A 3 MPH WIND MEANS A TOXIC GAS CAN TRAVEL 264 FEET IN 1 MINUTE!
The Wind Tracker™ Windsock is the only windsock system that can detect wind movement below 3 mph!
A safer, stronger, longer wearing windsock that exceeds OSHA safety standards
Windsock News & Reports
Windsock news 1/28/2021
A liquid nitrogen leak at a northeast Georgia plant has resulted in the death of six people, with multiple others taken to the hospital.
A large contingent of employees that had evacuated, along with multiple victims that were in that crowd that were also experiencing medical emergencies around the facility.
Five people died at the plant and one person died in the emergency room. Nine other injured patients were at the hospital — three in critical condition
High wind above 10 mph disperses material, low wind carries it along!
Guidelines for the inclusion of low wind speed conditions into risk assessments.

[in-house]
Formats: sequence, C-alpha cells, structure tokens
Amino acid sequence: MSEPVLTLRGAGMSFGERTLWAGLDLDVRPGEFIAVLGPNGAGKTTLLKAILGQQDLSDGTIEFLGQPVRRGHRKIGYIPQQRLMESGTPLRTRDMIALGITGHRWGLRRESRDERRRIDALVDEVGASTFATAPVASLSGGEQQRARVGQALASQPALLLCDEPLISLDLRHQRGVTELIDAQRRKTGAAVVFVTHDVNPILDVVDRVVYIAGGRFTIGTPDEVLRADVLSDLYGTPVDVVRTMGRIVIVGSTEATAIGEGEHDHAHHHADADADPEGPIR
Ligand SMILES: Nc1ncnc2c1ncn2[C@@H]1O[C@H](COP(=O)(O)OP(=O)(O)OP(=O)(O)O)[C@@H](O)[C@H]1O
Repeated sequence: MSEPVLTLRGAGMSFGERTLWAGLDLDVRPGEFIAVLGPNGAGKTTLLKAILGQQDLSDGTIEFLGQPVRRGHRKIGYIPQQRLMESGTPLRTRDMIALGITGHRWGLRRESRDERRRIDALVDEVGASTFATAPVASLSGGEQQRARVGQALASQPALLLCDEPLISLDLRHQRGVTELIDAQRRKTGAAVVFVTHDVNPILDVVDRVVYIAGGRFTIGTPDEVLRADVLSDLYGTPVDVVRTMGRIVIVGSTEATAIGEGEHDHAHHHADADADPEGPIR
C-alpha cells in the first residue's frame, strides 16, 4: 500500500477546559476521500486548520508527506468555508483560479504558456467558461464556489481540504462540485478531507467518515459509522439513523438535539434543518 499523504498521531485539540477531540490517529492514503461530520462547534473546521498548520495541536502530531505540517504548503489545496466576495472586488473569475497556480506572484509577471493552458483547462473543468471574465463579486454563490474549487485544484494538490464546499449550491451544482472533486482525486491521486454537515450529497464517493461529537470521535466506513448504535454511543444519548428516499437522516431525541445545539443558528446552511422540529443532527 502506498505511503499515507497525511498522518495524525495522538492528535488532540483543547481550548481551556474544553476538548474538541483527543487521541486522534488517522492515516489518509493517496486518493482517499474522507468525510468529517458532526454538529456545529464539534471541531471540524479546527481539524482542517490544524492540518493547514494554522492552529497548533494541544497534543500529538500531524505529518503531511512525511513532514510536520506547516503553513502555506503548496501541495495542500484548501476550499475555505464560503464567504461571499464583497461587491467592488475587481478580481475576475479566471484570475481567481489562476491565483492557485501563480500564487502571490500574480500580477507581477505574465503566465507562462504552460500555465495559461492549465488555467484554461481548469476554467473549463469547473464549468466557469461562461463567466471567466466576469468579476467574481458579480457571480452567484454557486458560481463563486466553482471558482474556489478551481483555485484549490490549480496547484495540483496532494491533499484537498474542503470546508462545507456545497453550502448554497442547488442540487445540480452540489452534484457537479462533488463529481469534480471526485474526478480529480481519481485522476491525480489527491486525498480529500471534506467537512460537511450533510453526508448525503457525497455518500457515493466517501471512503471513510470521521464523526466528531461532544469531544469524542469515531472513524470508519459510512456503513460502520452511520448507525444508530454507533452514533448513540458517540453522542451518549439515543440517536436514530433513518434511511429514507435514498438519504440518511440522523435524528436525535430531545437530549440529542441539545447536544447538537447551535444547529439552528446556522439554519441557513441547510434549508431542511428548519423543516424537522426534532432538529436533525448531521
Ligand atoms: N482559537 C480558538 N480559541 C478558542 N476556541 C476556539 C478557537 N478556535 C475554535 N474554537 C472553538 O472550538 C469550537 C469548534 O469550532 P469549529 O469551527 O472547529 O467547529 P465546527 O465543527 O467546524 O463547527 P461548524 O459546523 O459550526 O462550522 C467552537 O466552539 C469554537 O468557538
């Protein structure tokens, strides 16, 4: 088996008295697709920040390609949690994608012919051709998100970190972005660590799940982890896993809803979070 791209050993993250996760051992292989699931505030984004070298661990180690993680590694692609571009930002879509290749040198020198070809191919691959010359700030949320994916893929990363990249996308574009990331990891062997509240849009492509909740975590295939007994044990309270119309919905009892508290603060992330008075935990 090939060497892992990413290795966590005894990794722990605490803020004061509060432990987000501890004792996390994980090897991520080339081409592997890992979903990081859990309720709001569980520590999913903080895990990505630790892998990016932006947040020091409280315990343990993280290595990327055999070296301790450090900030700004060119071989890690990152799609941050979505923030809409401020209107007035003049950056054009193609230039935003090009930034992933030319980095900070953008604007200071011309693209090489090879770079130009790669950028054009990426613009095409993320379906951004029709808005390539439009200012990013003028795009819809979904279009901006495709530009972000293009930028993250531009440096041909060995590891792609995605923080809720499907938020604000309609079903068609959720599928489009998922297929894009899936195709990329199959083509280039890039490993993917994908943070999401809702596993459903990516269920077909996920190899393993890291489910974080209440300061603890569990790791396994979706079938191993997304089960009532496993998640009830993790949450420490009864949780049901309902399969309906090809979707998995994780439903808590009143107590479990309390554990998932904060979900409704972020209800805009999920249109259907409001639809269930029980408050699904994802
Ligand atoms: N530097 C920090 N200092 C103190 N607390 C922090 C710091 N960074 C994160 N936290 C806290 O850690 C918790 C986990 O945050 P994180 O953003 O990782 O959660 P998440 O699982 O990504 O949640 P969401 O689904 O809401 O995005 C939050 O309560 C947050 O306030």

Although they are not often considered in risk assessments or safety cases, low wind speed conditions are likely to produce many of the worst case dispersion scenarios, especially for situations where dense vapor clouds would form close to the ground.
The results of previous review and validation studies, undertaken by the authors for the UK Health and Safety Executive, have been drawn together in this paper to provide guidelines for the practical application of appropriate modeling of scenarios involving low wind speeds within quantified risk assessments.
The production of these guidelines has been achieved by using example risk assessments covering the storage of chlorine, bromine, LPG and Liquid Oxygen, for each of which sensitivity studies were also undertaken. These demonstrated that the inclusion of low wind speeds has varying effects, depending on the material considered, which could be as much as 1-2 orders of magnitude.
Most importantly, it also showed that, when low wind speeds are included, it is not only their dispersion effects but also their effects on source term and impact on the population, which need to be considered to ensure that the calculated risks are neither overly conservative nor optimistic.
Lines IG1, Daycock JH, Deaves DM.
J Hazard Mater.2001 May 30;83(3):153-79